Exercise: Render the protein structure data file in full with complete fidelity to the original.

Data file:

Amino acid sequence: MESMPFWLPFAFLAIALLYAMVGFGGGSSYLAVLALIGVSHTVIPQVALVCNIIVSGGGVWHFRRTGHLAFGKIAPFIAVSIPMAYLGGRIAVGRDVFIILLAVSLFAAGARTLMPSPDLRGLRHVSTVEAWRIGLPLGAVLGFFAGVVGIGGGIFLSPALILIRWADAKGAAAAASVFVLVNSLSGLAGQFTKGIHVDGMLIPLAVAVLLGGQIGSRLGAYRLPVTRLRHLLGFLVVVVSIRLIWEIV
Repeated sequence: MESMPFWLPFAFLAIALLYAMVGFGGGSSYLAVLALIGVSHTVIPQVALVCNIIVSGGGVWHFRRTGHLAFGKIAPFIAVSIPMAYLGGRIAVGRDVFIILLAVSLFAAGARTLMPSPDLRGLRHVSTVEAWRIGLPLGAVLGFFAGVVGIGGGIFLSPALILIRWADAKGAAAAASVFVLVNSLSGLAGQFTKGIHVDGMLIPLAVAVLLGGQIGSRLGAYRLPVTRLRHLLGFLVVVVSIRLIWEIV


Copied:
Amino acid sequence: MESMPFWLPFAFLAIALLYAMVGFGGGSSYLAVLALIGVSHTVIPQVALVCNIIVSGGGVWHFRRTGHLAFGKIAPFIAVSIPMAYLGGRIAVGRDVFIILLAVSLFAAGARTLMPSPDLRGLRHVSTVEAWRIGLPLGAVLGFFAGVVGIGGGIFLSPALILIRWADAKGAAAAASVFVLVNSLSGLAGQFTKGIHVDGMLIPLAVAVLLGGQIGSRLGAYRLPVTRLRHLLGFLVVVVSIRLIWEIV
Repeated sequence: MESMPFWLPFAFLAIALLYAMVGFGGGSSYLAVLALIGVSHTVIPQVALVCNIIVSGGGVWHFRRTGHLAFGKIAPFIAVSIPMAYLGGRIAVGRDVFIILLAVSLFAAGARTLMPSPDLRGLRHVSTVEAWRIGLPLGAVLGFFAGVVGIGGGIFLSPALILIRWADAKGAAAAASVFVLVNSLSGLAGQFTKGIHVDGMLIPLAVAVLLGGQIGSRLGAYRLPVTRLRHLLGFLVVVVSIRLIWEIV